Hubble Bubble: The Wacky Winter Wonderland (Hubble Bubble Series)by Tracey CorderoyJoe Berger (Illustrator)

Paperback, 128 pages
Published October 1st 2015 by Nosy Crow
4 Stars

Synopsis: This third book in the series based on the picture book Hubble Bubble, Granny Trouble brings readers three more stories of magical mayhem from the award-winning creative duo Tracey Corderoy and Joe Berger. Pandora and her grandmother are getting ready for Christmas, but of course the Winter Wonderland just wouldn’t be the same without Granny waving her wand so that it’s filled with fun! A pet show is full of the (un)usual surprises, and a field trip to the museum makes history with Granny in tow. Life for Pandora is never boring!

My Review: Pandora is a young girl with a Granny who just happens to be a witch. This book contains three different stories involving Pandora, her friends, and her Granny. The title of the book coming from the first story. It seems everyone knows that Granny is a witch and it doesn’t seem to bother anyone. Things don’t always turn out the way Granny hopes, but she is able to undo her mistakes with no major problems.

The first story is about Pandora and Granny visiting a farm that has been transformed into a Winter Wonderland, at least that is what everyone thinks. When they get there, they find Farmer Grumpypants has not been truthful. No fear, Granny uses a little bit of magic to create a real Winter Wonderland with a lot of fun and adventure for Pandora and her friends. In the second story Granny and Pandora have entered Cobweb, the cat, in a pet contest. When one of the pets gets caught in a cage, Granny uses magic to free him. Of course it doesn’t go quite right and the pet’s talents get all mixed up. Have no fear, everything gets sorted out. These pets have some very unusual talents. The final story is about a fieldtrip to the local Museum of History. Of course Granny goes along as a chaperone. She makes the term “Living History” take on a whole new meaning.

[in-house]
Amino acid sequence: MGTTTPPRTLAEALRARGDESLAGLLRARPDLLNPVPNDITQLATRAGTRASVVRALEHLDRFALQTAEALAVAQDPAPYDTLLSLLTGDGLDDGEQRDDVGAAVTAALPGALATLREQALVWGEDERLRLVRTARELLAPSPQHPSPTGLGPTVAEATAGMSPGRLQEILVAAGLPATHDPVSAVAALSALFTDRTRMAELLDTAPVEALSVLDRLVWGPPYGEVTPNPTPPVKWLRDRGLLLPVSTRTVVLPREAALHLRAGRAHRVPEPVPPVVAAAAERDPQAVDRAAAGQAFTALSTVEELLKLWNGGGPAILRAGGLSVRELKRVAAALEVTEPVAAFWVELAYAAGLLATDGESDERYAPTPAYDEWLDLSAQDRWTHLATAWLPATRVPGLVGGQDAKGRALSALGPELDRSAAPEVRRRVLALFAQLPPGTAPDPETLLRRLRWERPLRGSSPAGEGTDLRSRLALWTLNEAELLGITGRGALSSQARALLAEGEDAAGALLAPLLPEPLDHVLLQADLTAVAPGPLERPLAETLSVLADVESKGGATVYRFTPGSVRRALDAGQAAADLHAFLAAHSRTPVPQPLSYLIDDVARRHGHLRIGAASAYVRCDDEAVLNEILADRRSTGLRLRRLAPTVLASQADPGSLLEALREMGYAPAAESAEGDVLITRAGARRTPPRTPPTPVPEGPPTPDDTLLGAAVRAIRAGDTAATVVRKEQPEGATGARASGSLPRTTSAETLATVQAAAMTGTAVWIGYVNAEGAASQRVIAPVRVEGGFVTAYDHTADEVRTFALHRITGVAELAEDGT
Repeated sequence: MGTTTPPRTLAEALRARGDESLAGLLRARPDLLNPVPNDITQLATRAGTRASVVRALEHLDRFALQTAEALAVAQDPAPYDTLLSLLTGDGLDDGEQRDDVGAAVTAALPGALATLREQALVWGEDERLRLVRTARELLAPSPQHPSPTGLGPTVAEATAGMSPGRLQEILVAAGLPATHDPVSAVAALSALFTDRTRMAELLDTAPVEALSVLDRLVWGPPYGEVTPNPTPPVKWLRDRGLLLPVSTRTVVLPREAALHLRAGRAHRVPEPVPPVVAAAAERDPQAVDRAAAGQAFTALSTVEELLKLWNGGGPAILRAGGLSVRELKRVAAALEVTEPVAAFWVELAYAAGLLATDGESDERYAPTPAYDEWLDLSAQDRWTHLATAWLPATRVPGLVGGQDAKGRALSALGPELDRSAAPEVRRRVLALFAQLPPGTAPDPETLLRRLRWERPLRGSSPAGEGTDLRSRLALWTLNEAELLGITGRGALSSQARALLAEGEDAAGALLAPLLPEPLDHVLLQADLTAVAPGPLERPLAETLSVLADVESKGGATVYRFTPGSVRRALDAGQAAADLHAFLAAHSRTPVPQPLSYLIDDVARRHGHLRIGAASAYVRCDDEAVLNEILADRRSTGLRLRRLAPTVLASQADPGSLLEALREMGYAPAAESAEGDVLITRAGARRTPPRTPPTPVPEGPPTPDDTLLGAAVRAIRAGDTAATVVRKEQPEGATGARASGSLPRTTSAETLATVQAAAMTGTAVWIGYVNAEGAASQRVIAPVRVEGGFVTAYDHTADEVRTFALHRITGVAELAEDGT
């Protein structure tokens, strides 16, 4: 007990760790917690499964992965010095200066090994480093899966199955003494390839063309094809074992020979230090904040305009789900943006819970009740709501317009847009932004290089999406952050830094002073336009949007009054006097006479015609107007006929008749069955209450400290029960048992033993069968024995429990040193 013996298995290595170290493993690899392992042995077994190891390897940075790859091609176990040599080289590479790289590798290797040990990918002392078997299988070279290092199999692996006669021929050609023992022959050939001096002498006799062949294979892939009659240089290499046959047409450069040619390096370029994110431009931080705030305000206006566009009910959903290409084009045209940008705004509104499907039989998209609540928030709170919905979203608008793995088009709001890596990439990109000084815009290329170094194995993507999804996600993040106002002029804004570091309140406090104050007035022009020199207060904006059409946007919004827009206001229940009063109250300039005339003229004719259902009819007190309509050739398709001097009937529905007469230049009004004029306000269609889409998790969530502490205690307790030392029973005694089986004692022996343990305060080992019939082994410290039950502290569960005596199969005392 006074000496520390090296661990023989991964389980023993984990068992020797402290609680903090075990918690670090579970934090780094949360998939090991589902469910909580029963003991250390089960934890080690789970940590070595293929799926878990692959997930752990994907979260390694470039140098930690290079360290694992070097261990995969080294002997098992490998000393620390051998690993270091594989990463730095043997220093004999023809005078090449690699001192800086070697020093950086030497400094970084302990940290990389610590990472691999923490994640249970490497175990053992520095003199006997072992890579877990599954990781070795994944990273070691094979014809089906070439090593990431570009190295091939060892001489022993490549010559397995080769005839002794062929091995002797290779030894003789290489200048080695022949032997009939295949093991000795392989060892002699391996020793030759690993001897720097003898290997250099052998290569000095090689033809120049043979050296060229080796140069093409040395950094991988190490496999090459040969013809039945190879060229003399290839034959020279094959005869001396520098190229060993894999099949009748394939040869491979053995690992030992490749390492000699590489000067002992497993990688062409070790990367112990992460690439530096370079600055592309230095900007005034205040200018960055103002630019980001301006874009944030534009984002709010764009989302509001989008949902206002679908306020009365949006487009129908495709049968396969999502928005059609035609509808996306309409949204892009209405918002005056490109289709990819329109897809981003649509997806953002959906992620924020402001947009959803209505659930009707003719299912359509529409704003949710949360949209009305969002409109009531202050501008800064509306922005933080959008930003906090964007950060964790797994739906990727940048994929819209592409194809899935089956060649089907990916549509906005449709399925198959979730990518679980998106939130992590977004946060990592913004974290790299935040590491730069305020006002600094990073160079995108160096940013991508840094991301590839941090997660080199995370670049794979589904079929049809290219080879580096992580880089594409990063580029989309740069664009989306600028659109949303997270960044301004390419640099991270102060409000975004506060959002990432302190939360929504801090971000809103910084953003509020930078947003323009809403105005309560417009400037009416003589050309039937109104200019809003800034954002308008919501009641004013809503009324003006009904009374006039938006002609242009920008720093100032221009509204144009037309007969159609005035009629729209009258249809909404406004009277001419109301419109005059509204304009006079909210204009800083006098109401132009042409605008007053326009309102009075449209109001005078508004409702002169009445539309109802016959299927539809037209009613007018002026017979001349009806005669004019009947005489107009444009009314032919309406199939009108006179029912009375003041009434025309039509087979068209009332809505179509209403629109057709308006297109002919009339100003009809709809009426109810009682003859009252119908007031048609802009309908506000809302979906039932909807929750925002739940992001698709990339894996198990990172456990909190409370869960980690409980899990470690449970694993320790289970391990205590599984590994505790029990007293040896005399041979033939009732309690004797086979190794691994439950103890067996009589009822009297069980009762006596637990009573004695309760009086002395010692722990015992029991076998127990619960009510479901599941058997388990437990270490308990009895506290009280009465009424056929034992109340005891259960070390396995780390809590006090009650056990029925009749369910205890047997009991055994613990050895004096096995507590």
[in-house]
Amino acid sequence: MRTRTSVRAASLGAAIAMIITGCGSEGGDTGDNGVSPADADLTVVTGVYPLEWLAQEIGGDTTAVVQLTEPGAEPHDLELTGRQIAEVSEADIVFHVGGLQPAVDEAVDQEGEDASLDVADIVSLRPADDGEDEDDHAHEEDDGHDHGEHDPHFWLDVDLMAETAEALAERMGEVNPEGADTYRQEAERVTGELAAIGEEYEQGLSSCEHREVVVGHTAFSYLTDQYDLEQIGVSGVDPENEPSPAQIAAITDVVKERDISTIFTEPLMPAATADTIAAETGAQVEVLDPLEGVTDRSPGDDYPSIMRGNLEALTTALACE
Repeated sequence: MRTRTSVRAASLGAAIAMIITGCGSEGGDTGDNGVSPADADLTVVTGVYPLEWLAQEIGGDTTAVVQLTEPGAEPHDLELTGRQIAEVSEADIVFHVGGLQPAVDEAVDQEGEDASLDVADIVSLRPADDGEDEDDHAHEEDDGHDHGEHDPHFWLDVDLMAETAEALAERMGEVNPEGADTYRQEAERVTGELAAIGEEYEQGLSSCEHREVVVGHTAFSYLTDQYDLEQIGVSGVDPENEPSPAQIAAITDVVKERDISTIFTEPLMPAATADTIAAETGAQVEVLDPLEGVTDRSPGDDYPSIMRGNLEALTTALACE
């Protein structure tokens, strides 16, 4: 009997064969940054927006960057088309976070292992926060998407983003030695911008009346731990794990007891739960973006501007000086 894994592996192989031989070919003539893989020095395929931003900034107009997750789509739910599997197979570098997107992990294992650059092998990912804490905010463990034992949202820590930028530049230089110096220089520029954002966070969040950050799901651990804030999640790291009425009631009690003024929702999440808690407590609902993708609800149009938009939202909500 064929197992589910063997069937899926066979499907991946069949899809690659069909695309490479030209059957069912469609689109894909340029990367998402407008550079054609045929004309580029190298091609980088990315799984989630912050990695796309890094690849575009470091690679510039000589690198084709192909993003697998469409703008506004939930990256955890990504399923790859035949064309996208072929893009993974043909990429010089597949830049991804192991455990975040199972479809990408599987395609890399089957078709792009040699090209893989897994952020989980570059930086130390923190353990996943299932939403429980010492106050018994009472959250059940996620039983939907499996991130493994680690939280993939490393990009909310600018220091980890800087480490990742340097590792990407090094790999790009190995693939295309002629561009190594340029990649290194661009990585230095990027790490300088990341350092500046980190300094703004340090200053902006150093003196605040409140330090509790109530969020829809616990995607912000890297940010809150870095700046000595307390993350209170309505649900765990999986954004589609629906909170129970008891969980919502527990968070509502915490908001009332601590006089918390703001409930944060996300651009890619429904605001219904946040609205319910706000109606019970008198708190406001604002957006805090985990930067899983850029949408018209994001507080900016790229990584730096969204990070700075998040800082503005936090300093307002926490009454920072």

This is a good book for early readers with cute black and white illustrations. There are several in the series that are all well written with similar themes of magic gone wrong, then corrected. I would recommend this book to late primary and early junior classrooms for their libraries, as well as elementary and school libraries. The publisher generously provided me with a copy of this book via Netgalley.

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